What really sent me over the edge was the lack of air conditioning. Ben reminded me of the climate difference between Arizona and Oregon. The look on his face read “oh great. My wife has become an asshole.” I was bordering on holding my breath until I got a goose that laid gold eggs for Easter.
We had been led to believe the apartment would be fully furnished, down to dishtowels and serving spoons. I believe the exact words were “it has everything but a pizza pan.” Perhaps, my idea of fully furnished relies a bit too heavily on the “fully” portion of the phrase. We have six plates. There are four of us, so you can guess how often we are doing dishes. We have two pans, sized small and tiny. One spoon for cooking, one spatula, and one ladle. Assorted glasses and flatware. That’s fully furnished.
We set out for Target and Dollar Tree to purchase necessities. Some were truly necessary, like toilet paper and a cutting board. Other purchases fell into questionable territory. I hung my head in shame when I placed a garlic press in the shopping cart.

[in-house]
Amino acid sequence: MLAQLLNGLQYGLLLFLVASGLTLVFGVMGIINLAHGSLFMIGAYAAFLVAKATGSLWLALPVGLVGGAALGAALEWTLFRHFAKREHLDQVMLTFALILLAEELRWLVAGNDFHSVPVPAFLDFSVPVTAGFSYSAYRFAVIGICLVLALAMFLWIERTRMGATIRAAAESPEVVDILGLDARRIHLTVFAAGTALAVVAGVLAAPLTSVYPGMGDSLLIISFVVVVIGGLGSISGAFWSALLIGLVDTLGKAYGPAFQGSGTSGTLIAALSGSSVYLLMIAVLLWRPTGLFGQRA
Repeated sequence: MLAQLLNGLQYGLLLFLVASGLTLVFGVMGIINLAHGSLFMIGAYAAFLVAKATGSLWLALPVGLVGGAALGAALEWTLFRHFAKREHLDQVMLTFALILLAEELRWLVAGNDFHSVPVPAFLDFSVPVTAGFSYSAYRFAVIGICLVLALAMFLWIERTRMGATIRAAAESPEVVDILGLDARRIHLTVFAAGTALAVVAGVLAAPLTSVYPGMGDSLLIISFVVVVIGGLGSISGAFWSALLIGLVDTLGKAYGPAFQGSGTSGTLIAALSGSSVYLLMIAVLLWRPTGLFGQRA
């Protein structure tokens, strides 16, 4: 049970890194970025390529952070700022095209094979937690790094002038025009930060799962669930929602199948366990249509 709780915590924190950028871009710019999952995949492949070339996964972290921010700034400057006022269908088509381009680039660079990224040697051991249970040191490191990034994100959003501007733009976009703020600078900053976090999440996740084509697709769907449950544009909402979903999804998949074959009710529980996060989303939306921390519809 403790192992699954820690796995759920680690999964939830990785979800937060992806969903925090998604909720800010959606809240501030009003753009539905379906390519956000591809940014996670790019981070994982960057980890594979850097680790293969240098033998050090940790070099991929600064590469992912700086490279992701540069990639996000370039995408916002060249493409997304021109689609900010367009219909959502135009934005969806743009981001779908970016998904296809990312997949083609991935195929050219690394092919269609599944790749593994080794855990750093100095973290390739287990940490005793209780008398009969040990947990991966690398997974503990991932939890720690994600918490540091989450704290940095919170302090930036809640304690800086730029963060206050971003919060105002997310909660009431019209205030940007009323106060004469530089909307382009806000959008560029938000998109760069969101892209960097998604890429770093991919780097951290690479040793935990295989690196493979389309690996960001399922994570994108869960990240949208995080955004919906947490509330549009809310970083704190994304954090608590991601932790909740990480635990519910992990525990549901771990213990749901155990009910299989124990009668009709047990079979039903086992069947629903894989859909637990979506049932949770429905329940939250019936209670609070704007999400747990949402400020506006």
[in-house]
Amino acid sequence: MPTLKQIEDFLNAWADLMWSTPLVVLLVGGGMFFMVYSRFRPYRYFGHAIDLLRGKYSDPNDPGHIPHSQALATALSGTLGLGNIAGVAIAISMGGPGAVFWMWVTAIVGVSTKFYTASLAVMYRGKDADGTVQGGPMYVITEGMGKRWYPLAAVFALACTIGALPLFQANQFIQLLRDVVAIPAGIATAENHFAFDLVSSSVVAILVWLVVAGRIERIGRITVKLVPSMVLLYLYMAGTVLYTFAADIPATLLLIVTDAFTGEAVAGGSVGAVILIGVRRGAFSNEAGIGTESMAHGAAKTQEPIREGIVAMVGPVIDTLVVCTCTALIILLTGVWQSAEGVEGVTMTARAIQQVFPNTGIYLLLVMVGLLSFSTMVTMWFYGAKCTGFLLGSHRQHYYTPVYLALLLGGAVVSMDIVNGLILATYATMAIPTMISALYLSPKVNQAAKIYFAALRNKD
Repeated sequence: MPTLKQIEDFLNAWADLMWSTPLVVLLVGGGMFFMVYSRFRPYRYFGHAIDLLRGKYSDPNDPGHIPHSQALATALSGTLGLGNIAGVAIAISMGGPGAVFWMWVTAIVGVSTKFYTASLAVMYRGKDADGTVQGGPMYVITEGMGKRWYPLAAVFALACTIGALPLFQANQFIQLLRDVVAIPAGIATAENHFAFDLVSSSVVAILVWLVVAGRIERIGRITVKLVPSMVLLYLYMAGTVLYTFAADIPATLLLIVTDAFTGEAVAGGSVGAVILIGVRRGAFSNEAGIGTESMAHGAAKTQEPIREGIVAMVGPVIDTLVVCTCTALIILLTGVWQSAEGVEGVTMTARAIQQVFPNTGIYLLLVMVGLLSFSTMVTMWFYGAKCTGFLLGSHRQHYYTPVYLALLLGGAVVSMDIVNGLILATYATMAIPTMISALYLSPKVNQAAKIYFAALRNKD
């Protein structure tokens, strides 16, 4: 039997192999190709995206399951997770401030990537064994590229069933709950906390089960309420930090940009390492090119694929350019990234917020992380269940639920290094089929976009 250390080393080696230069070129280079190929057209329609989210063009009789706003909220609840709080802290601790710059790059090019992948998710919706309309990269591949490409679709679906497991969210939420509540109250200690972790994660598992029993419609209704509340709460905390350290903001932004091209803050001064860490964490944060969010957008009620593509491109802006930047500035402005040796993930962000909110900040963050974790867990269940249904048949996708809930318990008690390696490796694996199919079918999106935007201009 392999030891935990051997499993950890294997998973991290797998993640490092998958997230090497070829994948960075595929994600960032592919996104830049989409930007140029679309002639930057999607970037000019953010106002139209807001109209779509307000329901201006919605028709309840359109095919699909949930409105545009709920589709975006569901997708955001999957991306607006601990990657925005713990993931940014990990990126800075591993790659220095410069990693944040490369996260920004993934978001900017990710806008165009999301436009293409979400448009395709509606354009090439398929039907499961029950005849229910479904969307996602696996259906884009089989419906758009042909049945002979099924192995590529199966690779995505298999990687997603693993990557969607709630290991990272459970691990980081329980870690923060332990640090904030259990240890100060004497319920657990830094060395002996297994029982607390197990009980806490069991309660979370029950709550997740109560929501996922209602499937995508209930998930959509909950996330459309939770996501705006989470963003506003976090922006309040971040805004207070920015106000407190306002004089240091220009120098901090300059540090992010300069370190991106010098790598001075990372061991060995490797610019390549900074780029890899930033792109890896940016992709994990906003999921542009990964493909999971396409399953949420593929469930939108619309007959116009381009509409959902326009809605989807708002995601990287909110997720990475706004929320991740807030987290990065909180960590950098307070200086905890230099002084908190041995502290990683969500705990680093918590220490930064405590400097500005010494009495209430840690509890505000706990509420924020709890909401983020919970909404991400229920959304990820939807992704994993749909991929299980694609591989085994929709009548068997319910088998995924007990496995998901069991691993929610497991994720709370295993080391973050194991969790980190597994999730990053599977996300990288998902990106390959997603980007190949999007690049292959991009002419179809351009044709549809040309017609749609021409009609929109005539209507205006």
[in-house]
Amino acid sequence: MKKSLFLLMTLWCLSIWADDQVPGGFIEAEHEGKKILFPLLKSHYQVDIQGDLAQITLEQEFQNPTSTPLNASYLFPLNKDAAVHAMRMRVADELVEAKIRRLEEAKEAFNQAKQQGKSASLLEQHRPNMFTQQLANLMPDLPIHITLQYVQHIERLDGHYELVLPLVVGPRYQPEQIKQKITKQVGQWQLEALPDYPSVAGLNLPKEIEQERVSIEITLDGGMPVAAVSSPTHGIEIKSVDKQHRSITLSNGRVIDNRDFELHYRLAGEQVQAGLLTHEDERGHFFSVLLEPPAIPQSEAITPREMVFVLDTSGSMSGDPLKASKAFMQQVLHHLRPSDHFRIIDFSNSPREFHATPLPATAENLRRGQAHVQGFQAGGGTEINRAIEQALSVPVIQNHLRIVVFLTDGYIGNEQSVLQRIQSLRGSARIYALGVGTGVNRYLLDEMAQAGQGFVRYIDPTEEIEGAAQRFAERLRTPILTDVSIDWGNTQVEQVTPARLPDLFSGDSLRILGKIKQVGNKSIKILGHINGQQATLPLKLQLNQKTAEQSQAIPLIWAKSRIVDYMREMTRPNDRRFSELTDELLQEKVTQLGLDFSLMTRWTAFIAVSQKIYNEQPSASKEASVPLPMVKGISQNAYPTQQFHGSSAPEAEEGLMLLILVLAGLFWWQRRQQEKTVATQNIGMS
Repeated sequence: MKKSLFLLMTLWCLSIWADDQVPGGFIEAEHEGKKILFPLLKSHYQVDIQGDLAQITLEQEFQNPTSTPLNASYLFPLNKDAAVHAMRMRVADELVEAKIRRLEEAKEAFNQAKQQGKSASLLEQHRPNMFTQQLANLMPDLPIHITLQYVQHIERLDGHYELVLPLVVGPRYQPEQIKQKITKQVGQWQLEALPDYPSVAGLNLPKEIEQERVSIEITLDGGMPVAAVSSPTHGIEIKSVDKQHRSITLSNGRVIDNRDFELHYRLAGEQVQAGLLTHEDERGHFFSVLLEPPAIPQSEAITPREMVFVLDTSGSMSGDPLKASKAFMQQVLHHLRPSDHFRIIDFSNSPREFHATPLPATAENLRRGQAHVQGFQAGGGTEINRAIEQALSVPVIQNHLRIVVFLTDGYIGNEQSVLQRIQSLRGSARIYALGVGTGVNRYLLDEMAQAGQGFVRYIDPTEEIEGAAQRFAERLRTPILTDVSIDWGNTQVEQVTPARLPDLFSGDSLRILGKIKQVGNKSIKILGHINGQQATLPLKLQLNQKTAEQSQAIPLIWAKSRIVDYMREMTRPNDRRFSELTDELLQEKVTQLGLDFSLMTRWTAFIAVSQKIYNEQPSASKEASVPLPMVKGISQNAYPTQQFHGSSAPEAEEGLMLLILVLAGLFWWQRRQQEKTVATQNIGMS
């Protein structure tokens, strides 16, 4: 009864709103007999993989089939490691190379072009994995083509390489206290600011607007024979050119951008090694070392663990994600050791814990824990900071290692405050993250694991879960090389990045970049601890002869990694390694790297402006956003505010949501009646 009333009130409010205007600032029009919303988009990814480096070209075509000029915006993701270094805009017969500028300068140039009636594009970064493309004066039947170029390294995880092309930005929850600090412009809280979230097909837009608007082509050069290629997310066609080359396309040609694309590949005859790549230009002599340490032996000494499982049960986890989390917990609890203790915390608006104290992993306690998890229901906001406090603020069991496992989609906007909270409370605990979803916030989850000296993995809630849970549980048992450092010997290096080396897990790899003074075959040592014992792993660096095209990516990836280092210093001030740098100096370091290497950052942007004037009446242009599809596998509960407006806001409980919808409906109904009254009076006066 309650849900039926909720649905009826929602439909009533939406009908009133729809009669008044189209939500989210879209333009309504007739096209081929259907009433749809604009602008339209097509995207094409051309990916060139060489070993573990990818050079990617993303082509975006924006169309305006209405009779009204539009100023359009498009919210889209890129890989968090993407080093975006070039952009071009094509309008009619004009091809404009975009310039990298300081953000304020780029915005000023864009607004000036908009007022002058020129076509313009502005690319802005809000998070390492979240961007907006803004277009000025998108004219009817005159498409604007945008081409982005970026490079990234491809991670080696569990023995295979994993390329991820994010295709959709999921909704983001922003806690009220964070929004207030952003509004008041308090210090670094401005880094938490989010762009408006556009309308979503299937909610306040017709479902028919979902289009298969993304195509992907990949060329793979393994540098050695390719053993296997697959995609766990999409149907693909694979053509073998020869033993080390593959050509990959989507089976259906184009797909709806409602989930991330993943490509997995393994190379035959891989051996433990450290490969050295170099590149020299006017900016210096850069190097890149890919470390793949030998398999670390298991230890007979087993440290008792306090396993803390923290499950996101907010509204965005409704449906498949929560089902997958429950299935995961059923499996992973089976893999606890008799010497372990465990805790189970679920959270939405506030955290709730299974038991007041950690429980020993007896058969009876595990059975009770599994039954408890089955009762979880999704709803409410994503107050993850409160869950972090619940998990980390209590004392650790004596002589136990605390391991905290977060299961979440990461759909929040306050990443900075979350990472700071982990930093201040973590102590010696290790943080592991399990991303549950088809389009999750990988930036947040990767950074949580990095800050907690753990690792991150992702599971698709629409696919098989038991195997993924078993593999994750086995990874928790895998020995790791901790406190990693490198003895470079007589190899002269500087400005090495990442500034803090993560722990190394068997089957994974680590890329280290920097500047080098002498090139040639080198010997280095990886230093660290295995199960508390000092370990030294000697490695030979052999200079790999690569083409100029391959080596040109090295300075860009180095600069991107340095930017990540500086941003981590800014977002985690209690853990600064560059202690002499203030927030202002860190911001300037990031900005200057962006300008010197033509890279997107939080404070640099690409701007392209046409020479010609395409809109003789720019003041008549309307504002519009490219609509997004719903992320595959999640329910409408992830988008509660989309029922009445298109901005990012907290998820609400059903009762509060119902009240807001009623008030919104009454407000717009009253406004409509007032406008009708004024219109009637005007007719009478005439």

I allowed myself to grumble and shop through day one. On day two, I put on my “make the best of it” face.
My sons were exploring the apartment in the fashion preferable to preschoolers. They jumped on the furniture. They chased each other from room to room, squealing with glee along the way. I knew I had to get them out of the house before the tenants below us began beating on their ceiling with a broom. We headed for the park.
A trip to the park in Arizona requires hauling a plethora of items- at least it does for us. Before leaving the house I pack sunscreen, hats, water, snacks, balls, shovels, buckets, and various other items for play. The desert is not always the most friendly of playgrounds. The ground is hard and littered with sharp rocks. The slides and swings must be tested for temperature to ensure they won’t burn tender flesh. I find myself harping “don’t touch that” as little hands reach for cacti. Even the grass feels sharp.